The French Press of Collaboration

What collaboration has in common with coffee brewing -  And why you should go for a french press rather than a pour over.


I'm a big coffee nerd and passionate about collaboration. So, while brewing an Aeropress last week, it dawned on me. There is a big similarity between coffee brewing and collaboration!

In this blog post you’ll learn a few interesting things about coffee and what is key for running excellent workshops.

I’ll work with a simple analogy, do a brief excursion into coffee-chemistry and give you something to talk about in your next coffee break.


Percolation vs Immersion: Two types of extracting coffee

I’ll keep this very short and simple. In coffee brewing there are different types of extractions. Two of them being: Percolation and Immersion.

Percolation is defined as the process of a liquid moving slowly through a substance that has very small holes in it. This is the extraction you know from regular Filter Coffee or a V60.
You pour water on a coffee bed and filter the liquid before you drink it.

During percolation the water trickles through the coffee grounds extracting particles while passing from top to bottom before getting filtered. Essentially the water dissolves what it can “grab” from each particle while moving through it. Once the water has “passed”, the extraction stops.



When it comes to immersion brewing, the key is in the name itself. Ground coffee is completely placed in water (or vice versa) and then left to brew until it is appropriately extracted and ready to be consumed.

That way each coffee particle is fully surrounded by water (hence immersions) and can be extracted as long as it stays in contact with the water. The end result is a rich and flavourful coffee with a lot of "body". We know this from the “french press technique”.

How collaboration resembles coffee extraction 

Think of it this way:

1. Your participants are the ground coffee, from whom you want to extract knowledge, ideas and input.

2. The water is your initial situation or problem you want to tackle.

3. The brewing method is the medium/tool you are using.

4. The coffee is the outcome.

This leaves you with a simple question: What is your goal for the format?
Do you want little input/feedback from participants, get a clear but weak outcome or do you want a full and rich experience that extracts more from participants, more ideas out of each one of them with a stronger outcome?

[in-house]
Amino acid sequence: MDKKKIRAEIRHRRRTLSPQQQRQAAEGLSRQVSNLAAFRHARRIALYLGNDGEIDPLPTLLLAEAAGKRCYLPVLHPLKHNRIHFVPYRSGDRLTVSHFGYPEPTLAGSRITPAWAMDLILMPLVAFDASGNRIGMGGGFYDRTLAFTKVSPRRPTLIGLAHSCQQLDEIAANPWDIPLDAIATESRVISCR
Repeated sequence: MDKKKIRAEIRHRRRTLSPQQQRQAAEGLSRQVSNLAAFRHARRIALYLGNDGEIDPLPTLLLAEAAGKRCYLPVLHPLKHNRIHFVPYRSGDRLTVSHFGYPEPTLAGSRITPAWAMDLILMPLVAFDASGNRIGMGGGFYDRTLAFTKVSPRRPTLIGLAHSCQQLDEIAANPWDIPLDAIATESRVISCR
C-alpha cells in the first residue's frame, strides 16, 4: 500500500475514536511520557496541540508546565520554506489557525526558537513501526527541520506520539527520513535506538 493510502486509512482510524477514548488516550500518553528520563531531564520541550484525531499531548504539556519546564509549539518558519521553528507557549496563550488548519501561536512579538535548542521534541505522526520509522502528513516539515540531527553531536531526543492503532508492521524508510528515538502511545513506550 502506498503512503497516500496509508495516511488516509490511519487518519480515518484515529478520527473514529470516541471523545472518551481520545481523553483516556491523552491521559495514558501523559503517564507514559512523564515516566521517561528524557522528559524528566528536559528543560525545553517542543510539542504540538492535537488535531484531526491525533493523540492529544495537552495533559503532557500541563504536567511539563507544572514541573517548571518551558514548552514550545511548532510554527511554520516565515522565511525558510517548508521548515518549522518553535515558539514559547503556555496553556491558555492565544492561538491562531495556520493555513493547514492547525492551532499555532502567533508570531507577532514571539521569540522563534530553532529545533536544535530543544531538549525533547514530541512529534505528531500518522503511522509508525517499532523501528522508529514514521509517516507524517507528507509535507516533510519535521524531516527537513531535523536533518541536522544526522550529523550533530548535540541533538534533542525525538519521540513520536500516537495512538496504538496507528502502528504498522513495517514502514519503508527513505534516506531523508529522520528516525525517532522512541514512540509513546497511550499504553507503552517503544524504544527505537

If it’s the former: you would probably choose a medium that enables you to trickle down your input and get some feedback. An online meeting where someone presents and you use an online whiteboard to brainstorm, prioritize and maybe define a rough draft for a solution in the form of a one pager.


If it’s the latter, you want to fully immerse your participants in your workshop so they don’t get distracted and get everything out in the open. Share ideas, have the freedom to work on them individually or in a group and develop rich and meaningful outcomes with a strong character.

An engaging workshop that activates each participant and gets them hooked from the get go. You would keep presentations and discussions to a minimum and just put your topic out there, use methods that incorporate the whole group and let them do their magic. Just like the coffee grounds being immersed in the water.

Real innovations are not a result of percolation

There is a place for both and sometimes the weaker product can be enough. But if you want to create real innovations and solutions you should go for the full experience.

In simple terms, the more you immerse your participants the more you get out of them. So critically challenge your methods and ask yourself if they suit your purpose.

Too often we see “workshops” that aim to create innovative solutions but are more like meetings. And what you end up with in the cup is a weak underwhelming extraction that leaves you wondering: Was this worth our time or should we have gone for the “french press”?


Note for all coffee nerds reading this article:
I have purposefully left out varieties, roast level, processing, water temperature, grind size and brewing ratios from this analogy to keep things simple.

About the author:
Kornelius is a co-founder of VISPA, the company “coffee nerd” and loves to take users deep into spaces to show them the full potential of 3D virtual collaboration.

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